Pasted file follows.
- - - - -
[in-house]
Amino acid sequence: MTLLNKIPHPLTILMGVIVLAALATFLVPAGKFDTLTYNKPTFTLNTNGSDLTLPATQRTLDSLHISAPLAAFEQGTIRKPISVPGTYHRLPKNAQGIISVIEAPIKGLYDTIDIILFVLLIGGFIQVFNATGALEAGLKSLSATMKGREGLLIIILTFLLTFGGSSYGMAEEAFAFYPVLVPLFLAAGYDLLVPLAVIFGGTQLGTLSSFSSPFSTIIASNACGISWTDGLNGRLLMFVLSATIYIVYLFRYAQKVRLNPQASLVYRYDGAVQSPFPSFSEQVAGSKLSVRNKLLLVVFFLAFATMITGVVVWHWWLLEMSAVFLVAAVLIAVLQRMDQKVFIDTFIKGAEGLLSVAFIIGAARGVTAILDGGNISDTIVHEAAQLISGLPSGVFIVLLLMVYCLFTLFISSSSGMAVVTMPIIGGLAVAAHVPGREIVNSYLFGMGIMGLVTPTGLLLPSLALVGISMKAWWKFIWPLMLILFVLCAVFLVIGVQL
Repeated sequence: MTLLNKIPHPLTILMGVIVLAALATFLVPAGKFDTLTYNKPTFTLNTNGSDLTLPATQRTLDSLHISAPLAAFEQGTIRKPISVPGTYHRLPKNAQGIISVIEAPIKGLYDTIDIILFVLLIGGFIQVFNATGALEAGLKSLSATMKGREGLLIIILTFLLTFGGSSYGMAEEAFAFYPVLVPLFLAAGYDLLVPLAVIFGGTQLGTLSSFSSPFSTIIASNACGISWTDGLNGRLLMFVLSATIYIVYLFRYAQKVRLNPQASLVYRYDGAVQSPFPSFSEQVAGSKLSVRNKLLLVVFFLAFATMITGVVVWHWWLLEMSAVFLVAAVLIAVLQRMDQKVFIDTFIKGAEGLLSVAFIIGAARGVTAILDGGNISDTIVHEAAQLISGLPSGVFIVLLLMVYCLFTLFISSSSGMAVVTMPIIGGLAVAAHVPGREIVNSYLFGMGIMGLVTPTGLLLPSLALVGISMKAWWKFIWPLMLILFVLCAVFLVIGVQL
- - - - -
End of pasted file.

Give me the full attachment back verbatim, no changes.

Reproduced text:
[in-house]
Amino acid sequence: MTLLNKIPHPLTILMGVIVLAALATFLVPAGKFDTLTYNKPTFTLNTNGSDLTLPATQRTLDSLHISAPLAAFEQGTIRKPISVPGTYHRLPKNAQGIISVIEAPIKGLYDTIDIILFVLLIGGFIQVFNATGALEAGLKSLSATMKGREGLLIIILTFLLTFGGSSYGMAEEAFAFYPVLVPLFLAAGYDLLVPLAVIFGGTQLGTLSSFSSPFSTIIASNACGISWTDGLNGRLLMFVLSATIYIVYLFRYAQKVRLNPQASLVYRYDGAVQSPFPSFSEQVAGSKLSVRNKLLLVVFFLAFATMITGVVVWHWWLLEMSAVFLVAAVLIAVLQRMDQKVFIDTFIKGAEGLLSVAFIIGAARGVTAILDGGNISDTIVHEAAQLISGLPSGVFIVLLLMVYCLFTLFISSSSGMAVVTMPIIGGLAVAAHVPGREIVNSYLFGMGIMGLVTPTGLLLPSLALVGISMKAWWKFIWPLMLILFVLCAVFLVIGVQL
Repeated sequence: MTLLNKIPHPLTILMGVIVLAALATFLVPAGKFDTLTYNKPTFTLNTNGSDLTLPATQRTLDSLHISAPLAAFEQGTIRKPISVPGTYHRLPKNAQGIISVIEAPIKGLYDTIDIILFVLLIGGFIQVFNATGALEAGLKSLSATMKGREGLLIIILTFLLTFGGSSYGMAEEAFAFYPVLVPLFLAAGYDLLVPLAVIFGGTQLGTLSSFSSPFSTIIASNACGISWTDGLNGRLLMFVLSATIYIVYLFRYAQKVRLNPQASLVYRYDGAVQSPFPSFSEQVAGSKLSVRNKLLLVVFFLAFATMITGVVVWHWWLLEMSAVFLVAAVLIAVLQRMDQKVFIDTFIKGAEGLLSVAFIIGAARGVTAILDGGNISDTIVHEAAQLISGLPSGVFIVLLLMVYCLFTLFISSSSGMAVVTMPIIGGLAVAAHVPGREIVNSYLFGMGIMGLVTPTGLLLPSLALVGISMKAWWKFIWPLMLILFVLCAVFLVIGVQL